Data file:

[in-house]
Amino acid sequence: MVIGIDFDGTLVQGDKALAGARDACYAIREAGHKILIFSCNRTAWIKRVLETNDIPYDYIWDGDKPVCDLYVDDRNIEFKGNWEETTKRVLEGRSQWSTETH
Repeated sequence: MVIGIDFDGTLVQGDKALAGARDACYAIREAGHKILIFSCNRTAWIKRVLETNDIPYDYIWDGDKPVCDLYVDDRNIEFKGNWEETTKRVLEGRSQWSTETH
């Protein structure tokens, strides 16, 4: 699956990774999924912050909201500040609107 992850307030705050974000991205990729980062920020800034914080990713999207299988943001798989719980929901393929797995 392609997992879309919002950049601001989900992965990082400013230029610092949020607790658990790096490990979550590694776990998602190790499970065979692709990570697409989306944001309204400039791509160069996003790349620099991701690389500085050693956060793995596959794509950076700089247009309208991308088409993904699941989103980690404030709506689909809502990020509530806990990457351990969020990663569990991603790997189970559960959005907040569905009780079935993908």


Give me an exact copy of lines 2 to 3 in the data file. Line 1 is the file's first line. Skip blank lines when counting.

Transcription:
Amino acid sequence: MVIGIDFDGTLVQGDKALAGARDACYAIREAGHKILIFSCNRTAWIKRVLETNDIPYDYIWDGDKPVCDLYVDDRNIEFKGNWEETTKRVLEGRSQWSTETH
Repeated sequence: MVIGIDFDGTLVQGDKALAGARDACYAIREAGHKILIFSCNRTAWIKRVLETNDIPYDYIWDGDKPVCDLYVDDRNIEFKGNWEETTKRVLEGRSQWSTETH